Details of the technology and the overall system are important; the military framework conditions are also important, i.e. the operation itself, its environment, preparation, etc. What is the situation there, do we have to reckon with civilians, etc.?

We will experience at least two more major technological leaps before the planned commissioning of an FCAS. And artificial intelligence will not be distributed centrally in the system that is the principle of the system-of-systems approach; one part will be in the aircraft, another in the unmanned components, yet another in the combat cloud. “Ethics by design” must take this into account, as part of a multi-stage analysis and development process. That is why it is good that we have started the discussion on this so early.

The need to discuss the topic not in broad terms, but very specifically along the lines of the technologies at stake in an FCAS - results-oriented!

FCAS as a project is not only a technological challenge, but also a social and political one. We do not yet have a method to meet this challenge comprehensively, socially. We must embed the FCAS debate in the overarching debates, for example in the EU context, where proposals for the responsible use of AI are also being developed.

The debate should not be reduced to AI - as important as the topic is. But: There are also other sensitive areas in the context of FCAS that need to be addressed, e.g. the currently increasingly discussed militarization of space.

3. Ethics by design for an FCAS: Outline of ideas for operationalisation along selected fields of application (“use cases”).

FCAS Ethical AI Demonstrator cover

Presentation “FCAS Ethical AI Demonstrator”

A presentation of a first idea sketch, a concrete “case study”, which should ideally be made available to the forum members directly via the web as a demo application in order to make interaction with a real AI in a military context personally tangible. Concrete use case: Reconnaissance, detection and identification of enemy air defence forces with the help of an AI-based automatic target acquisition. Operational background: SEAD/DEAD (Suppression/Destruction of Enemy Air Defences). Here: Search for the combat vehicles of the enemy air defence system “SA-22 Greyhound”, these are heavy four-axle trucks with 12 mounted missiles, radar technology etc., mobile ready for action within 5 minutes. Time from target acquisition to firing 4 to 6 seconds. Challenges: the AI has to be trained for the “right” characteristics, otherwise it may be confused with heavy four-axle construction vehicles; different configuration of the superstructure during transport (possibly planned) and in combat readiness. Targeted camouflage is also possible.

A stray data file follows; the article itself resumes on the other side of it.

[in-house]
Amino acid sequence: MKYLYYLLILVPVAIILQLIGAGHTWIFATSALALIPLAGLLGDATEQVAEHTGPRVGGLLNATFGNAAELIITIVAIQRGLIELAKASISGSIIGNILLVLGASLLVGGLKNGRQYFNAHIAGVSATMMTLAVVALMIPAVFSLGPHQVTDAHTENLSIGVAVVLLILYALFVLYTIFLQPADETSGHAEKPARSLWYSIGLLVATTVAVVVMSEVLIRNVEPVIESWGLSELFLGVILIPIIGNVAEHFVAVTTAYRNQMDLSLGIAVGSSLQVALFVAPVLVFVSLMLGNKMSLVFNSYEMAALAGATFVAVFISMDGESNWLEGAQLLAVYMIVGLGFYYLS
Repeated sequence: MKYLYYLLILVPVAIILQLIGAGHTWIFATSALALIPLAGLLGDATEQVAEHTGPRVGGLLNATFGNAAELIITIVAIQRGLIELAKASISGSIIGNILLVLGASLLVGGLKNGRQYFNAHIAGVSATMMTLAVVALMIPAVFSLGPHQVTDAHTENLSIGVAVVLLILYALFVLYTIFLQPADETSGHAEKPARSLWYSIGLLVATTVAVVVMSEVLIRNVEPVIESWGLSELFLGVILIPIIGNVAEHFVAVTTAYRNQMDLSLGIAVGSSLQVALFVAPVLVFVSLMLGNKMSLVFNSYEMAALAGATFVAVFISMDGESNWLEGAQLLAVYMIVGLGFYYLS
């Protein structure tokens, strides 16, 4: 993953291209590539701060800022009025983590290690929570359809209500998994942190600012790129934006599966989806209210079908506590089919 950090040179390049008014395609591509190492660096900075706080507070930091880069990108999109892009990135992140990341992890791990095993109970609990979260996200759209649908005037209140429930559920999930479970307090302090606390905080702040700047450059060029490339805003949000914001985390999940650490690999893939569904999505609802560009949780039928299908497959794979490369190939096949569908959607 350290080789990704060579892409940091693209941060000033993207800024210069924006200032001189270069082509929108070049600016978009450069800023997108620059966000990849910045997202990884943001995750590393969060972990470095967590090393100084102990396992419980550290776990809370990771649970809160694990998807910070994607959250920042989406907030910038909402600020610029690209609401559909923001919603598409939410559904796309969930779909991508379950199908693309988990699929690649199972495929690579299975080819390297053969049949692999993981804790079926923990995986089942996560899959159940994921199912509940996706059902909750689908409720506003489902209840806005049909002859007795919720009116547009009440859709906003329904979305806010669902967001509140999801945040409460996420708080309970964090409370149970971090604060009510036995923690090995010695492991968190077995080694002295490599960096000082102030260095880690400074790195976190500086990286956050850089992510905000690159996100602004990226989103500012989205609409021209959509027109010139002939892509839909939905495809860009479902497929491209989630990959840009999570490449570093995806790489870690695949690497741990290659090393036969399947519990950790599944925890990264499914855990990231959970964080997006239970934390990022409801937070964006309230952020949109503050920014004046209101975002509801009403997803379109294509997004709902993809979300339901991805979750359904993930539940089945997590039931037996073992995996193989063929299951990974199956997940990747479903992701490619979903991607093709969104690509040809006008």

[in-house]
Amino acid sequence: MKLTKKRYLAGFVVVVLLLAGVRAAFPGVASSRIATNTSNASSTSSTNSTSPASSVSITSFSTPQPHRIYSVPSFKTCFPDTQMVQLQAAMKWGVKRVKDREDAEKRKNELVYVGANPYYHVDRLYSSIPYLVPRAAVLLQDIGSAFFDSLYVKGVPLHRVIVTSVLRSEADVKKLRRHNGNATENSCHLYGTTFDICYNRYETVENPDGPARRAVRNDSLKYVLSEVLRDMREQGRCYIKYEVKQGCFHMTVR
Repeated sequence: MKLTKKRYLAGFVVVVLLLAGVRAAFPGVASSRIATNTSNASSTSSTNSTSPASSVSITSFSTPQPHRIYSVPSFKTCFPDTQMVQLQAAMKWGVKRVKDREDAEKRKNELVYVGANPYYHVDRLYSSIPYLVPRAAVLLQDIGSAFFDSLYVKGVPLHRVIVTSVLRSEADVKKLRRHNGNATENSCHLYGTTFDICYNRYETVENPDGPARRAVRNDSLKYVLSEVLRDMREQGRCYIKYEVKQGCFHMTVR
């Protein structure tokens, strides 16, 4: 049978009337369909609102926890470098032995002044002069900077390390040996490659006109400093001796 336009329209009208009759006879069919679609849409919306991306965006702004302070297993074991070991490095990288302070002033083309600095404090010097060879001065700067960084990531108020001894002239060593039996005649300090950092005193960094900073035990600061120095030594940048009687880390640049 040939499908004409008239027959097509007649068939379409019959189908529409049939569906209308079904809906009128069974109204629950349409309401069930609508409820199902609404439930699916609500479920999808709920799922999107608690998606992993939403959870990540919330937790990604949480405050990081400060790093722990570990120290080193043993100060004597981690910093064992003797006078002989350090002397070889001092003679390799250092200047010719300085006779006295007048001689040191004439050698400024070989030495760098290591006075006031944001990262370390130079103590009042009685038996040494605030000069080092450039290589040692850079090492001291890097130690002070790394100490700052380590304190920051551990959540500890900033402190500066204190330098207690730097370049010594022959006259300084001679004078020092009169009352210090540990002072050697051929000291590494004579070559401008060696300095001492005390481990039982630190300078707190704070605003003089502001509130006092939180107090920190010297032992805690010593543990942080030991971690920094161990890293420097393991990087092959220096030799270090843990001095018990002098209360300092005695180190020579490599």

This is decidedly an initial sketch of ideas to be jointly designed and further developed.

What the machine can do well: Recognising a multitude of targets, sorting them, pushing them into categories and presenting the results to humans. Humans would need much longer to do this. What the human must do: he or she must resolve the ambiguity in the images or information provided. In other words, in human-machine interaction, it is important to intelligently resolve: what can the human do well, what can the machine do well?

The question is to what extent it makes sense to rely exclusively on optical signals when the opponent can simply pull a coloured tarpaulin over the truck, for example, and thus distort the image accordingly. The next generation of such vehicles will presumably have counter-AI measures integrated, for optical distortion. Response: Data fusion with SIGINT is being considered.

The goal is to make AI robust - of course the opponent will react accordingly, you then have to react to that as well.

The aim of the debate is to see whether we are thinking in the right direction; or whether we need to readjust or possibly completely rethink.

In real operations, the pilot has to consider many more parameters than in the outlined scenario. And these are all dynamic, i.e. they change in seconds or fractions of seconds. This means that it would make sense to design the parameters in the scenario dynamically as well; and then consider which parameters the operator decides on and how. One could, for example, include 3 gradations. And: you might also have to make some adjustments to the timeline. It is very unrealistic to have 30 seconds to make a decision in an aeroplane; the time windows for decisions are usually much shorter, around 3 to 5 seconds.

The task is to give the operator more time through the design of the system. This means that the information about corresponding technical possibilities, for example satellite-controlled, must be improved accordingly. Through the early generation and processing of data sets, “meaningful human control” can then be made possible, since the operator has the necessary lead time & all the information for his/her decision.

This always depends on the mission. Does an operator have a situation on the ground that he/she has to observe with the human eye for 5 minutes in order to get an idea? At the same time, however, there is also reconnaissance that takes place elsewhere, for example via an AWACS or the control station on the ground. But there are different development dynamics: sometimes you have to observe a convoy in real time, sometimes a processed data set that is made available is enough. From an operator's perspective, it has to be said that a scenario in which a pilot can give 5 minutes of undivided attention to a development on the ground is rather unlikely.

Expectation that with an FCAS, the actual flying of the platform will no longer be the main task of the operator, so that there is capacity to focus on other things. And that the time window for human decisions can be increased through appropriate technologies. This is based on the question: What can a human being/pilot do better? What can the machine do better? And tasks must be assigned accordingly. And this is where AI can make an important contribution. Certainly, AI can better recognise all enemy weapon systems. But when it comes to the nuances, to certain conceivable deviations, when it comes to removing the ambiguities from the picture, this requires humans.

It is not about quantitatively packing more and more technology into the system; it is about clarifying who or what delivers the best result in certain situations. The specific levels of automation need to be designed accordingly.